Monday, September 24, 2012

Sometimes I Wonder...: You Are Stardust by Elin Kelsey

Every tiny atom in your body
came from a star that exploded
long before you were born.

Salt still flows
through your veins, your sweat, and your tears.

The sea within you is as salty as the ocean.
The biblical book of Genesis, the poet Omar Khayam, and cosmologist Carl Sagan agree: we are such stuff as stars are made of: the very atoms that make up our bodies are those of the stars, and the sea within us is identical to the seas that support life on our world, giving moisture to the clouds in a constant water cycle that has supported life on earth since it began. Part of nature, we share many commonalities with our world.

Inside your brain, electricity
stronger than lightning
powers your every thought.
Like the earth, we constantly recycle our elements. Children grow at night and grow their fastest during the growing season just as the plants do. We shed hair in the autumn just as the trees drop leaves, growing new short hair to provide a dense undercoat for winter as wild mammals do. Just like all the earth our bodies change and recycle themselves, replacing our skin over 100 times in childhood.

... you grow entirely new skeletons throughout your life.

And, as American poet Walt Whitman long ago said, "I contain multitudes."

From your head to your toes,
inside and out, billions of teeny
microorganisms live on planet YOU.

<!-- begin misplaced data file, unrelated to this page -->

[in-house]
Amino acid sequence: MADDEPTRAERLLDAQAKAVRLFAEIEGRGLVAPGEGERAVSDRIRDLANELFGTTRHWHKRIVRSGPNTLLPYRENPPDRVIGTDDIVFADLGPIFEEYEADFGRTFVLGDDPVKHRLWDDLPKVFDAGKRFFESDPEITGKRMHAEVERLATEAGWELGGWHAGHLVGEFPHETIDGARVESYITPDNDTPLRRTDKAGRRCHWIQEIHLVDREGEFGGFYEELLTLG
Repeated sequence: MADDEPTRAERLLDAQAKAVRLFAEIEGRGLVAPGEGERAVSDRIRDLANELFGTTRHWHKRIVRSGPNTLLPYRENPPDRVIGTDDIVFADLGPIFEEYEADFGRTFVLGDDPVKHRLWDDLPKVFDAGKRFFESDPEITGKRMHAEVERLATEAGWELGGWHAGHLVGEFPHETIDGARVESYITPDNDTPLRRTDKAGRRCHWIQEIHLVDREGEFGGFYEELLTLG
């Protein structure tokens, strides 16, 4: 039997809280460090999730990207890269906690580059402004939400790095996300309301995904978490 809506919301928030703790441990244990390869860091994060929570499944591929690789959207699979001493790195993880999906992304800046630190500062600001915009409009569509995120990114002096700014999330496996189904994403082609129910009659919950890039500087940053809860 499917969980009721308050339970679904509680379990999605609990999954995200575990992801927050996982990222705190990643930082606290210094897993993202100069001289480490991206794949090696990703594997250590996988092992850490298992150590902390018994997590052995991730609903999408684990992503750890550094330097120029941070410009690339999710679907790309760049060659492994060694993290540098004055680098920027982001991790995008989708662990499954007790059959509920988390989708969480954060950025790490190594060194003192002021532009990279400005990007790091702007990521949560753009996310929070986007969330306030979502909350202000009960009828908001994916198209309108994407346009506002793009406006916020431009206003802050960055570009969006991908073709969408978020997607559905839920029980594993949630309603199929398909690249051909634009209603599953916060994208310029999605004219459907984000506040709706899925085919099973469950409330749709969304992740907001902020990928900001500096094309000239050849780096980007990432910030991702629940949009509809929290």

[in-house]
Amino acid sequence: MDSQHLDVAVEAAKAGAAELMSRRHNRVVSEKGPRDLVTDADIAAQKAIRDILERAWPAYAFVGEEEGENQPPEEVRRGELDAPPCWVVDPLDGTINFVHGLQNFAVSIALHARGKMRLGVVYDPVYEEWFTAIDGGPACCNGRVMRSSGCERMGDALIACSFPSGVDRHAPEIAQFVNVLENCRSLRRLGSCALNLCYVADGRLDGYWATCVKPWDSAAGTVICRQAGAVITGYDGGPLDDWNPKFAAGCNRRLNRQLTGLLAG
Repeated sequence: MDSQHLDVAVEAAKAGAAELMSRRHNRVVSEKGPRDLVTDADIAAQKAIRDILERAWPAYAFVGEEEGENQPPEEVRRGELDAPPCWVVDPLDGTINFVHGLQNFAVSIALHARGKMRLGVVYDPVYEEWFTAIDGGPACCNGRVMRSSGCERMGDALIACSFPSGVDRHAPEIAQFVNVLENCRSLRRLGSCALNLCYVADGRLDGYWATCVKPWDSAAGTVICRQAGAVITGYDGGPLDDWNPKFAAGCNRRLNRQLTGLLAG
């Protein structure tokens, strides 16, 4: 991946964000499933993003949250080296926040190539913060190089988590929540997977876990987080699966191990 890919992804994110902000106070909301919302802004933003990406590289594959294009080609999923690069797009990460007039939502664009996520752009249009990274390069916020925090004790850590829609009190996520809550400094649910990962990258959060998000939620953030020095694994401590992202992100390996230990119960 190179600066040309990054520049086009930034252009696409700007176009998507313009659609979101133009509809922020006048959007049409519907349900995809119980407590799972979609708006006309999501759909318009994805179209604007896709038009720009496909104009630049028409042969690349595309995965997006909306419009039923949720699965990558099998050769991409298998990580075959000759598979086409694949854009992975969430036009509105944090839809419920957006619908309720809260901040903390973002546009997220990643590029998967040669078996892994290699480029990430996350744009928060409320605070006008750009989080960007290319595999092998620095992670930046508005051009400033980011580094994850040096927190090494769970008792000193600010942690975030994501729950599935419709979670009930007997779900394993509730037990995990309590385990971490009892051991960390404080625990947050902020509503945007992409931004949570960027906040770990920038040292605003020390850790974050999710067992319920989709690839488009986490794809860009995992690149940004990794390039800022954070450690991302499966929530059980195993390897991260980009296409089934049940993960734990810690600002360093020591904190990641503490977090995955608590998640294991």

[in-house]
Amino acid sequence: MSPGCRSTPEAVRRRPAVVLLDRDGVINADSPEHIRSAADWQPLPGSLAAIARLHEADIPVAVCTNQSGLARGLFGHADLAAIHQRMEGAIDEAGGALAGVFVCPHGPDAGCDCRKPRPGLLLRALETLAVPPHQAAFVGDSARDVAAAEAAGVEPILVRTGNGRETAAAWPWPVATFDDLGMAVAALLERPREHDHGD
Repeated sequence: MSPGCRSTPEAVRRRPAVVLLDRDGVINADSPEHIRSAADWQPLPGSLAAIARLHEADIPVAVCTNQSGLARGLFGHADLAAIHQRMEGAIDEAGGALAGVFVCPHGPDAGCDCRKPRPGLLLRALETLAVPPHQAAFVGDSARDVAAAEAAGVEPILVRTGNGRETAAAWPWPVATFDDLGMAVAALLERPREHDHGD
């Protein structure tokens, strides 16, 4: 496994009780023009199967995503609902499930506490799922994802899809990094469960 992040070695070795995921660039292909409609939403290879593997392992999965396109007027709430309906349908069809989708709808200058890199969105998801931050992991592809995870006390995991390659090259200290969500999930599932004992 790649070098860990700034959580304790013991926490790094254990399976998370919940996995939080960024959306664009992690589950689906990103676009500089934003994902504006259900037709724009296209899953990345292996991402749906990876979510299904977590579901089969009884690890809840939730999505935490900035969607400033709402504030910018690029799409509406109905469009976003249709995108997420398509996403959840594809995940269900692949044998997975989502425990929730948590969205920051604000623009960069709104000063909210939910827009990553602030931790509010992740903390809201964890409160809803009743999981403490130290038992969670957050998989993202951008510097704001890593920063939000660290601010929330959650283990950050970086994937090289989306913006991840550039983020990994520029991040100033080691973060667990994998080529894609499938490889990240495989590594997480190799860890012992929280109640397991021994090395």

And like other living things, we can grow relationships, friends and family, with other people and with the animals around us to sustain ourselves.

Bats and whales get their friends to babysit.
Elin Kelsey’s You Are Stardust (Owl Kids Press, 2012) uses plain but evocative language to make its point, that we are all part of everything around us. There is a lot to wonder about for a child, and Kelsey’s simple but striking narrative is both poetry and science lesson, answering questions and raising many more for young reader to wonder about --the stuff of science and philosophy that all humans ponder, the mystery of it all. This little book can be the first to open up such wide thoughts.

Kirkus Reviews raves, "This is a work that demands to be read and reread, studied and examined, and thoroughly digested. It is perfect for sparking adult and child conversations about our place in the universe. A remarkable achievement.

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